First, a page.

NHL takeaways: Rangers fly spirit of St. Louis to OT win

Martin St. Louis celebrates after scoring in overtime to give the Rangers a 3-2 win over the Canadiens.

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If there is a more powerful storyline in the 2014 NHL playoffs than New York Rangers forward Martin St. Louis, we’re all ears.

Since suffering the loss of his mom three days before Mother’s Day, St. Louis has four goals and seven points in his last six games. None was bigger than Sunday’s game-winner in overtime that gave the Rangers a 3-2 win at Madison Square Garden and 3-1 lead over the Montreal Canadiens in the Eastern Conference Final.

"I’ve jumped on him a couple times in overtime, and it never gets old," Rangers center Brad Richards said.

Sunday’s win moved the Rangers within a game of their first Stanley Cup Final since 1994 — and it came exactly 20 years after Rangers captain Mark Messier guaranteed his team would win Game 6 of the conference finals against the New Jersey Devils and then delivered three goals as New York went on to win its first Cup since 1940.

"That’s good motivation right there," goalie Henrik Lundqvist said.


Martin St. Louis goes top shelf: The New York forward was robbed earlier in the game when Montreal goalie Dustin Tokarski snared a shot ticketed for the upper half of the net with his glove. So when St. Louis got another chance alone at the left side of the net in overtime, he elected to go just a little higher, ripping a shot over Tokarski’s shoulder and just under the crossbar to give the Rangers a commanding 3-1 series lead.


Failure to clear the zone: Coaches will tell you it’s the simple, safe plays that give teams consistent chances to win. Montreal’s David Desharnais and Andre Markov both had chances to clear the zone before St. Louis’s game-winning goal, but soft attempts up the boards were held in and Rangers forward Carl Hagelin eventually got the puck across to St. Louis all alone.


1. RW Martin St. Louis, New York: With a goal on Sunday, St. Louis has three goals and five points in four games against the Canadiens.

2. LW Carl Hagelin, New York: Hagelin had a shorthanded goal to open the scoring and set up St. Louis to close the scoring.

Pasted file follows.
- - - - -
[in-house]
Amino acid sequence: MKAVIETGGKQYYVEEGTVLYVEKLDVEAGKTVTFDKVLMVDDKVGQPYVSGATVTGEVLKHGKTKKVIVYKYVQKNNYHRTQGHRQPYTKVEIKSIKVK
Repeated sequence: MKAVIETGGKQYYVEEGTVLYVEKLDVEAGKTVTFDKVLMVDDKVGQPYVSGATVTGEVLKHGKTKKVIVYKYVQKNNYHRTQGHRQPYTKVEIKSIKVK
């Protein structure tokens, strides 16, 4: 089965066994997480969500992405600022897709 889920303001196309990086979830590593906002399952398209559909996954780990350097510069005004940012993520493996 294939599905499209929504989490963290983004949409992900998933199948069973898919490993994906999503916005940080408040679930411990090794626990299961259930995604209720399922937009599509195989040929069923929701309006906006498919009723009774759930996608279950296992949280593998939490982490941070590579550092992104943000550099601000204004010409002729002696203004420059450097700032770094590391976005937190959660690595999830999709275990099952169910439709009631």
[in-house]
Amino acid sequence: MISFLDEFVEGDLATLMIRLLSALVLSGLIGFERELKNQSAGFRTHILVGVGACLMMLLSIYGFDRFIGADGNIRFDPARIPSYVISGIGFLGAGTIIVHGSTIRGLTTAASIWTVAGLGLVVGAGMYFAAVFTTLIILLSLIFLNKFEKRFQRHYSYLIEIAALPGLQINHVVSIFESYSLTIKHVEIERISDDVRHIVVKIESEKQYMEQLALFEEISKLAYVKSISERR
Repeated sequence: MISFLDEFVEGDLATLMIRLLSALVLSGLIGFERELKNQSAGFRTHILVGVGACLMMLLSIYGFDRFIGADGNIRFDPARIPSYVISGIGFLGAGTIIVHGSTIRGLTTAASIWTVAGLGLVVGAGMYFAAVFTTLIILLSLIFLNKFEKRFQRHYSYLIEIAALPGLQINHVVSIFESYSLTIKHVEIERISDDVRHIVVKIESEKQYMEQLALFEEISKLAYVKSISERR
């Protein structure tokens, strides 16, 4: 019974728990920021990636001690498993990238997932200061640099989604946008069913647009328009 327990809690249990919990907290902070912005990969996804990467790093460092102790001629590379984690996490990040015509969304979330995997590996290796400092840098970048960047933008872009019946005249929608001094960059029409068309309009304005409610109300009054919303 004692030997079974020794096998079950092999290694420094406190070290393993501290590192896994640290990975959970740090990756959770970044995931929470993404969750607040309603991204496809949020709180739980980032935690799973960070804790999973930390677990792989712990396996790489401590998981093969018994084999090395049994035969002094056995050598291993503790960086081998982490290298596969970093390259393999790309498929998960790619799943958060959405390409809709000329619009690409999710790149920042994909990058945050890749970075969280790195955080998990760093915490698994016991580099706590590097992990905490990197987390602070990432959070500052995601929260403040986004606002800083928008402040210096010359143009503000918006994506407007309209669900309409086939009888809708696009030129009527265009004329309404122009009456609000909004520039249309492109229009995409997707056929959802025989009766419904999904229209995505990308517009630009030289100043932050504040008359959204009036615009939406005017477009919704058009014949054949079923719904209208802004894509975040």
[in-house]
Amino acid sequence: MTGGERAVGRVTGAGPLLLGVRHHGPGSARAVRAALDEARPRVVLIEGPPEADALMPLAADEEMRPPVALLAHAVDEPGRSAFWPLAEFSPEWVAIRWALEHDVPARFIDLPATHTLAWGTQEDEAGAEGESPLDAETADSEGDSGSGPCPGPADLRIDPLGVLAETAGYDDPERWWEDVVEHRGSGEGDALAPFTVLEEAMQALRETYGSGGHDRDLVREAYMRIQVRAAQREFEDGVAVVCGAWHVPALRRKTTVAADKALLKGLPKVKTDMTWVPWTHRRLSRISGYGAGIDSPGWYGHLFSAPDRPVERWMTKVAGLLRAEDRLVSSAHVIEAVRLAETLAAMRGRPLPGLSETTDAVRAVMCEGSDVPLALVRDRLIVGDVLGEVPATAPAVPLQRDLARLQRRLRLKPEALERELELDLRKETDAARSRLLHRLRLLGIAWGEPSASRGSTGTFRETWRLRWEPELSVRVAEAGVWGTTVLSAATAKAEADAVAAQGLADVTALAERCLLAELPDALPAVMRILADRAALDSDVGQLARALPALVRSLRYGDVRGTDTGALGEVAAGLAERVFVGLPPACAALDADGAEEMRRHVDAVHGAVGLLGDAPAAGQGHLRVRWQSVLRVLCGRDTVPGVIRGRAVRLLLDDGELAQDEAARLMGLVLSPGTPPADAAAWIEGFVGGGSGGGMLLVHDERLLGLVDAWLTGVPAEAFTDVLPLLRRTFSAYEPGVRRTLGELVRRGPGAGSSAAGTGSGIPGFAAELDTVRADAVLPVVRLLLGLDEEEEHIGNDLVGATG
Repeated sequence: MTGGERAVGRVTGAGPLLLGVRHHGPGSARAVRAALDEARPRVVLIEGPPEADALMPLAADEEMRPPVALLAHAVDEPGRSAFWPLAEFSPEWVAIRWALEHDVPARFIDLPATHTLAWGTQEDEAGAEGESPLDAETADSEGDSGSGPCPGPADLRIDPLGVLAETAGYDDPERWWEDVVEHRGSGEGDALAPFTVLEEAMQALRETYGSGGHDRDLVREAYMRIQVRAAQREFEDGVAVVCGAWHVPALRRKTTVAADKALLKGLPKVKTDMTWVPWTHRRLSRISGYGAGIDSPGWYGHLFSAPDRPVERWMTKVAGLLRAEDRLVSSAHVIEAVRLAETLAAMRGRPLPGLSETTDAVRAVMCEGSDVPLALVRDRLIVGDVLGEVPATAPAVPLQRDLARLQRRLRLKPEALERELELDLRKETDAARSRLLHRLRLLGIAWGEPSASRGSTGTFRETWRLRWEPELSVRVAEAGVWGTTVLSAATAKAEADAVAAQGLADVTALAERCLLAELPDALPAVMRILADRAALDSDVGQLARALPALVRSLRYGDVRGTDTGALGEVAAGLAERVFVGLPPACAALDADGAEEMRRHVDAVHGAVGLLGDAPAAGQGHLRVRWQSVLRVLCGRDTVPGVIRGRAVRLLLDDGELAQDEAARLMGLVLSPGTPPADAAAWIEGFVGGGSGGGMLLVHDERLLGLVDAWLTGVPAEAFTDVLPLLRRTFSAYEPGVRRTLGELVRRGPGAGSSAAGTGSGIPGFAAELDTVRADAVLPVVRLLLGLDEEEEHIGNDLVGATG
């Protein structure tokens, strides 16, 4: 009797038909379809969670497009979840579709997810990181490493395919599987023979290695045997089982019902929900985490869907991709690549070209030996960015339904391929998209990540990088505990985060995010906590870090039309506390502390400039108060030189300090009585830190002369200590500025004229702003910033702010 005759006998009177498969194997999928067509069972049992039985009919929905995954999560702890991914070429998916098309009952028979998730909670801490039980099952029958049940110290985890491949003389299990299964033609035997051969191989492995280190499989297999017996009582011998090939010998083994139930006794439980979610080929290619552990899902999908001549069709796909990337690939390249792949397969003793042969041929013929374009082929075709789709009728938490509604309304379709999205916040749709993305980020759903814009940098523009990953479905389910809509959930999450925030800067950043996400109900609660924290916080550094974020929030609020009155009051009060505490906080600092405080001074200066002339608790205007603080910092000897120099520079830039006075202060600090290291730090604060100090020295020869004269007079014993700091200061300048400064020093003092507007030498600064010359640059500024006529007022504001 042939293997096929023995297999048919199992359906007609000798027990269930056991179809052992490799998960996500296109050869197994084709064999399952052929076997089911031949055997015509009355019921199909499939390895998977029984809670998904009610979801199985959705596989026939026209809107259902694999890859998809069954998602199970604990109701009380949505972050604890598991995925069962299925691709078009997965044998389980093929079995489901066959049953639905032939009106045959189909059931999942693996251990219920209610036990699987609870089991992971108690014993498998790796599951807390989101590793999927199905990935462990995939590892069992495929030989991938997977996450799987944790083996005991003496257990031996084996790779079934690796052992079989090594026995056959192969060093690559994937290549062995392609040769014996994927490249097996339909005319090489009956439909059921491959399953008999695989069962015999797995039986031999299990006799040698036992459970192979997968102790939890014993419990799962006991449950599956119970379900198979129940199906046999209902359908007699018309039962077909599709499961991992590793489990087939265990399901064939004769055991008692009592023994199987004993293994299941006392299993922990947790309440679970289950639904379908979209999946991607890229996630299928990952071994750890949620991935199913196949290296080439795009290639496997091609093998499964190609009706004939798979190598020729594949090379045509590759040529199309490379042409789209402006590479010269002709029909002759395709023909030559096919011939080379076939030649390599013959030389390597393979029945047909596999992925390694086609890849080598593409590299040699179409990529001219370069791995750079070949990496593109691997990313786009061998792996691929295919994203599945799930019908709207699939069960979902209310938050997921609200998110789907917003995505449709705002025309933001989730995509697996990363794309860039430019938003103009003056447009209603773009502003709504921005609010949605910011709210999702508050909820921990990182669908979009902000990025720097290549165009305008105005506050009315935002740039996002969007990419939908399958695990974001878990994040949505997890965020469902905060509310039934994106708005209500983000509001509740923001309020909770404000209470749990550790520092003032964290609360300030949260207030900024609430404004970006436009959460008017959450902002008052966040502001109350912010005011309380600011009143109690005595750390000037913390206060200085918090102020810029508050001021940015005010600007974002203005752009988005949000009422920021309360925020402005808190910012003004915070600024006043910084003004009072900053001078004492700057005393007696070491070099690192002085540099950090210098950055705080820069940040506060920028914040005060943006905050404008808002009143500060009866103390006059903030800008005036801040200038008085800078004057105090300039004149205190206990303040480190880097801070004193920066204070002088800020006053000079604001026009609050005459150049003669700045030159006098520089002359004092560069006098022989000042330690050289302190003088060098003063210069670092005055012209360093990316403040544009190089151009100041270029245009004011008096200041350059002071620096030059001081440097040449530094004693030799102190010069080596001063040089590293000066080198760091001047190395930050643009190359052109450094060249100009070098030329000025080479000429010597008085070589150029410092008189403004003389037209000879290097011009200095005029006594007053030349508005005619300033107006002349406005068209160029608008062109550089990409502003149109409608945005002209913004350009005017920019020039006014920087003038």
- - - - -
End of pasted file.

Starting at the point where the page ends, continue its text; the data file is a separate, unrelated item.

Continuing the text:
3. G Henrik Lundqvist, New York: By his standards, this was a ho-hum, 27-save performance, but Lundqvist shouldn’t be penalized for setting the bar so high.


New York 3, Montreal 2 (OT)

Series: New York leads 3-1.

Key stat: Montreal defenseman P.K. Subban’s third-period, power-play goal ended a 27-for-27 penalty-killing streak for New York.

Key player: C Derick Brassard, New York. After missing the last two games with an injury, Brassard returned to the lineup and scored the Rangers’ second goal on a partial breakaway that he blew past goalie Dustin Tokarski.

What we learned: Nothing is going to derail these Rangers from their first Stanley Cup Final in 20 years. New York blew two leads, surrendered its first power-play goal in nine games and the Rangers were continually thwarted by Tokarski, whose glove save on Martin St. Louis was the best of several gems. None of that mattered. The Rangers kept applying pressure to Montreal’s beleaguered defense, goalie Henrik Lundqvist rescued the Rangers whenever necessary and St. Louis was on the money when it counted in overtime. It’s too early to write off Montreal in a playoff season in which L.A. has erased a 3-0 series deficit and the Rangers rallied from down 3-1 against Pittsburgh. Yet while the smart money says the Rangers would be overmatched against Chicago or Los Angeles in the Stanley Cup Final due to the season-long superiority of the Western Conference and the experience those two teams have as recent Cup winners, this New York team is a wild card because it is playing its best hockey of the season when it matters most and it has the key ingredients for playoff success: balanced scoring, depth at the center position, a terrific penalty-killing unit and that guy in net, who tied Mike Richter for the franchise lead with his 41st playoff win.

Next game: Tuesday at Montreal, 8 p.m. ET

Final thought: If Chicago was ticked off after a Game 2 collapse against L.A. in the Western Conference Final, how is it feeling after a Game 3 collapse? Resigned? L.A. is getting stronger and stronger as this series progresses, and that had been a quality the Blackhawks thought they could claim over any team in the league.

"It’s time to bring it," captain Jonathan Toews said Saturday. "It’s time to play our best hockey. No more waiting. I think everyone knows and understands we can bring more.  We know how good of a team we’re up against and what it’s going to take to beat them."

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